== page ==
Web conferencing is replacing the "working" lunch meeting.
Instead of scheduling meet-ups so employees, clients and partners can get together and discuss projects in person, businesses are increasingly turning to Web conferencing platforms to collaborate. These platforms enable key groups and audiences to communicate via audio and video conferencing technology from any location, enabling businesses to connect with stakeholders at a moment's notice and save resources associated with traveling.
It is important to keep in mind, however, that not all Web conferencing platforms offer the same functionality. The challenge is knowing what you are looking for before making a commitment. Here are a few things to take into consideration during the critical decision-making process.
Regardless of whether a business is leveraging Web conferencing technology to set up a virtual meeting with a coveted prospect or to collaborate with a group of remote employees, brands must ensure the chosen solution is user-friendly, as is the case for national staffing and consulting firm Messina Group.
"We use Web conferencing to interview clients, present decks and record seminars. For us, the most important feature is an intuitive format," said Michael Parks, CEO of Messina Group. "Most people on staff are not technical, so an easy-to-use operating system takes precedence."
GoToMeeting, for instance, offers a straight-forward interface that enables users to launch and/or schedule meetings with just a few clicks. Once the meeting is created, users can send out email invitations, which include a meeting link and dial-in number, directly from the platform. Attendees can then join the meeting directly from the email invite.
Even though ease-of-use is a top priority, it is also important for businesses to compare the features and functionality offered by Web conferencing platforms.
A Visual Feature Set
It is essential that companies select a Web conferencing solution that offers both video conferencing and screen-sharing functionality. These features are important for every user-case scenario, from demonstrating a new product to employees to hosting a brainstorming session.
Among the Web's most popular video conferencing solutions is Skype, which offers a multitude of features including screen sharing, audio calls, file transfers and instant messaging. It is important to note, however, that the number of people who can attend a group video call on Skype is limited to 10. Conversely, a platform like AnyMeeting, which can be leveraged for a variety of purposes, from hosting team meetings to webinars, enables users to create a meeting (with screen-sharing capabilities) for up to 200 participants. Aside from video conferencing and screen sharing, businesses should also evaluate the collaboration tools that each Web conferencing platform offers. In fact, collaboration functionality can be the point of difference when comparing platforms.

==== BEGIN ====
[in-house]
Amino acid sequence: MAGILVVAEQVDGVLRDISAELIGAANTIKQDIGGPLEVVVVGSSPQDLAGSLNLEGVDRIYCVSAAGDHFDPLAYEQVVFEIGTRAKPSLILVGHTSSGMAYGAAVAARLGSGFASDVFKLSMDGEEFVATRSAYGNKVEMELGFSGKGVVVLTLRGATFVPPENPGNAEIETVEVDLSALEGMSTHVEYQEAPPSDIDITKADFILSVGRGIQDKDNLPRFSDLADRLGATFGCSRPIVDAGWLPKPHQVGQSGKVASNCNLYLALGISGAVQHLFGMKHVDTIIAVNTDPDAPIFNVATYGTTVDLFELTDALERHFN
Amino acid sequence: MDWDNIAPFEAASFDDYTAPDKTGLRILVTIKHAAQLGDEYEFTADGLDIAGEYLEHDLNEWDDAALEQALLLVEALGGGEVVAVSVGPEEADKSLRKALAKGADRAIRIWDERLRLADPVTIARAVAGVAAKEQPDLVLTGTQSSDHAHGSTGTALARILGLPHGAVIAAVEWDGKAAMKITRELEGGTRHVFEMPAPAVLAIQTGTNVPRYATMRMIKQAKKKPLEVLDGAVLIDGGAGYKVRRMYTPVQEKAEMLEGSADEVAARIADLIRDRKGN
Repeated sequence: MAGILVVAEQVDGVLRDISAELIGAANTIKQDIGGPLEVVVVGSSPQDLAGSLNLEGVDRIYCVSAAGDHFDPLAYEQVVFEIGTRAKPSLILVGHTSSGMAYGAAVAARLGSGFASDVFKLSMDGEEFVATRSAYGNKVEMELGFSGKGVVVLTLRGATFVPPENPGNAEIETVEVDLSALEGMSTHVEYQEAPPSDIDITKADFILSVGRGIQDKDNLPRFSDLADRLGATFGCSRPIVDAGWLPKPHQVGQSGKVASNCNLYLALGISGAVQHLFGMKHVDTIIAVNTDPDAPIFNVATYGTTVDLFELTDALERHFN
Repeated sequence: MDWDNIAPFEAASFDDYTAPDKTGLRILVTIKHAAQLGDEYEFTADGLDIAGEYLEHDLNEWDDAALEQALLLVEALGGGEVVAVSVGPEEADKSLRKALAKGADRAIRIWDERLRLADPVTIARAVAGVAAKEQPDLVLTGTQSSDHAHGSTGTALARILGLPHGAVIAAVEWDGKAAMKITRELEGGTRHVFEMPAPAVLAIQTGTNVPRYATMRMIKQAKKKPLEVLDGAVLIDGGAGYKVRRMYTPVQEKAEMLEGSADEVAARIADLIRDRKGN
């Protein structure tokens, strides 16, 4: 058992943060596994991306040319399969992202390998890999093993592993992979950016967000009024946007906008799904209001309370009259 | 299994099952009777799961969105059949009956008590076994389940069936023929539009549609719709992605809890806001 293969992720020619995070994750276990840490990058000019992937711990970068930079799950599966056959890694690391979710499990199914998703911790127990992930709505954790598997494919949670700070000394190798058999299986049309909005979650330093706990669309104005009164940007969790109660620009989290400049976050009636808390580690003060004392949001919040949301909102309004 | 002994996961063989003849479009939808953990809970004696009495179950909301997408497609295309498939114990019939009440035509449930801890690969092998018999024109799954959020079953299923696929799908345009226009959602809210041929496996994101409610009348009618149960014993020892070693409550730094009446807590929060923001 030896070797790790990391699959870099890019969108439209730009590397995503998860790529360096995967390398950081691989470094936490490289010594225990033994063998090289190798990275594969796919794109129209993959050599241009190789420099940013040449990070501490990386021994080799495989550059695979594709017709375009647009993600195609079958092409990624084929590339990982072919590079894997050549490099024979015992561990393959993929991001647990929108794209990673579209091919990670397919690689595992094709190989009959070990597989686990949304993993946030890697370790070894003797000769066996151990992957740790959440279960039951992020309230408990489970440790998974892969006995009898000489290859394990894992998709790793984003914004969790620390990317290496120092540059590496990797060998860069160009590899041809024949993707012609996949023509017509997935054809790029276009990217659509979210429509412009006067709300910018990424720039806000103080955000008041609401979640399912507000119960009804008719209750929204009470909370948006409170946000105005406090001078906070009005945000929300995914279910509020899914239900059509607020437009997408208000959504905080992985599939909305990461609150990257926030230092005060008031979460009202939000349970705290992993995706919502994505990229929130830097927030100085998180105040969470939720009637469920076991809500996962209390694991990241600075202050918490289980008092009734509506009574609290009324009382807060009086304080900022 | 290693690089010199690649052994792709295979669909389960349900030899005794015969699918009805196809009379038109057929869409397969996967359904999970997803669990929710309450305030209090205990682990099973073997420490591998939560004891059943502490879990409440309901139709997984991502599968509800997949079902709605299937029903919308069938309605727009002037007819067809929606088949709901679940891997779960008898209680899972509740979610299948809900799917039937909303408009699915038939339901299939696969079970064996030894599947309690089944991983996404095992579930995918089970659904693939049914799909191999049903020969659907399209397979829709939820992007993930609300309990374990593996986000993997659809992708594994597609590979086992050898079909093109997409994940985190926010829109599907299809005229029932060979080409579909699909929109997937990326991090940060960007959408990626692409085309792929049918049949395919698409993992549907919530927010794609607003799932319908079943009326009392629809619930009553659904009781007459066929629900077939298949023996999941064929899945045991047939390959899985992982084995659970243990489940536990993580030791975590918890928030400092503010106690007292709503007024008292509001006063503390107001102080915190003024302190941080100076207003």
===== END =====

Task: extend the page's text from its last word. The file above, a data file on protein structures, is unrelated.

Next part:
It's easy to overlook collaboration features like chat and content sharing, but these features often become the most valuable aspects of a platform. This is particularly true when a business is leveraging Web conferencing technology for meetings with remote employees.
The ClickMeeting platform, for instance, offers private chat, moderated Q&A functionality and chat translation. The latter supports 52 languages and displays each attendee's location along with their name, and shows both the original and translated chat in real-time. That said, other platforms, such as Fuze, offer collaboration features like annotation tools for cloud content and whiteboards.
Plus, Fuze integrates with apps like Box and Dropbox. According to Michael Riley, the co-founder of content marketing platform Boxter, these types of collaboration features make it easier for teams to share ideas and information.
Let's Do Lunch
Web conferencing platforms may be reducing the amount of lunch meetings that business professionals are scheduling, but in return, this technology is providing a more accessible and less resource-draining experience for teams.
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